Are you a transmedia solo artist, rock band or what?

A couple of years ago I wrote a post on transmedia, examining a comparison that Jeff Gomez often sports; the one of likening transmedia to a symphony orchester, where you have a great number of different instruments – or media platforms – that need to be conducted in precisely the right way in order for them to create the harmonies that will make people sit up, take notice and flock to the content.

I’ve often returned to the post, in which I took an article with advice on how to write a real, musical symphony and re-hashed it for transmedia purposes. During the time since then, and based on some of the projects I’ve worked on or familiarized myself with, I’ve come to the conclusion that a symphony orchester is not always the best comparison for every project. For the purpose of jugging our minds and helping us examine our projects in new lights and from new angles – something that can only help while developing content – here are five other musical ensembles I’ve identified among transmedia projects. Do you know where your fits in, or is your project something completely different?

The singer/songwriter

We’ve all been here, or know people who’ve been here. One-woman or one-man projects that come straight from the heart… or guts, or mind, or some other creative place. For me personally, these projects are long-running, often very flexible, suddenly changing shape and form and direction without any heads-up; much like a singer-songwriter trying out his/her material on small crowds in bars. And just like that singer-songwriter, sometimes it needs someone else, someone with influence or connections or resources, to come along and help draw up directions and bring the content to a bigger audience, while sometimes the artist manages to do it all on her/his own.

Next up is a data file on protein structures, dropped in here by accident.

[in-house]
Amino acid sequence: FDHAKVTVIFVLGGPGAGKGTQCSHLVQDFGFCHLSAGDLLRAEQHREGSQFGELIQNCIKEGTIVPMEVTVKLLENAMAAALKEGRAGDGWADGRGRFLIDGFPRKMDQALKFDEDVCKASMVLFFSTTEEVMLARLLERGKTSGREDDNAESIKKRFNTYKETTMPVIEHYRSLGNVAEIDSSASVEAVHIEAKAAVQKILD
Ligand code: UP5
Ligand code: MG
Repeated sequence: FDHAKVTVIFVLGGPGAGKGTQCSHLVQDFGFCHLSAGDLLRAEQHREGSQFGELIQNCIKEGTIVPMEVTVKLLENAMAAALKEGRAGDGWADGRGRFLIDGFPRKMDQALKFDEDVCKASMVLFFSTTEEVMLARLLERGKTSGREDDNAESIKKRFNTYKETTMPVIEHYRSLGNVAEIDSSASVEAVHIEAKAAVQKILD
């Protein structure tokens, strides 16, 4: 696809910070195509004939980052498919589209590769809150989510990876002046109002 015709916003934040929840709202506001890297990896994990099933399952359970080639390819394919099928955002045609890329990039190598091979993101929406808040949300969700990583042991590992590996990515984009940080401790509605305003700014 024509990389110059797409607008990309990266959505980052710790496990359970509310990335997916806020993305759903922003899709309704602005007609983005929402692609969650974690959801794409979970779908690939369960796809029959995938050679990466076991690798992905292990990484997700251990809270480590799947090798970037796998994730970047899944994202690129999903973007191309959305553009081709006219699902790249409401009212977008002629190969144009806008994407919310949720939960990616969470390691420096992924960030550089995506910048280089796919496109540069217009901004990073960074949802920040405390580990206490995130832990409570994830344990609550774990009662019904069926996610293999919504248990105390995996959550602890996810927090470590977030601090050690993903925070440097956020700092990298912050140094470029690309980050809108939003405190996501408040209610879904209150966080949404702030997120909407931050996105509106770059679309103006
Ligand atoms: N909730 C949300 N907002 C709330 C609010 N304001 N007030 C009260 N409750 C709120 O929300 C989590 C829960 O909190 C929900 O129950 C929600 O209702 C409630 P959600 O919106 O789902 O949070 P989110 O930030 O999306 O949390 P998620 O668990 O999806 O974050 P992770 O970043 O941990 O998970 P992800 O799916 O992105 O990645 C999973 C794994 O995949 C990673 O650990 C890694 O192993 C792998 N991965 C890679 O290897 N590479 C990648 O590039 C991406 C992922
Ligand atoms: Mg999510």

A few examples: ”Felicity” by Andrea Phillips, ”Snow Town” by Jan Libby, ”We Dream Of Nothing” by Paul Burke, and many many more. My own? The most advanced one is called ”Awakening”, and that’s all I’m going to say about that!

The DJ

It takes a certain kind of skill to take stuff that others have created and re-use it in a new context that make the experience of listening or participating a totally fresh one. It is about taking a long good look at what is, and seeing what, with a couple of twists and turns, could be. In a transmedia setting the DJ is the person (or persons) drafted in to shake things up, give a new twist to things and make a project all that much better. Just as the best DJ:s play to crowds of thousands, if not tens of thousands, so the best transmedia DJ:s can captivate huge audiences with the result of their craft.

A great DJ team that comes immediately to mind is Starlight Runner Entertainment; crafting brilliant immersive stuff from a combination of original IP, creativity and skill.

The rock band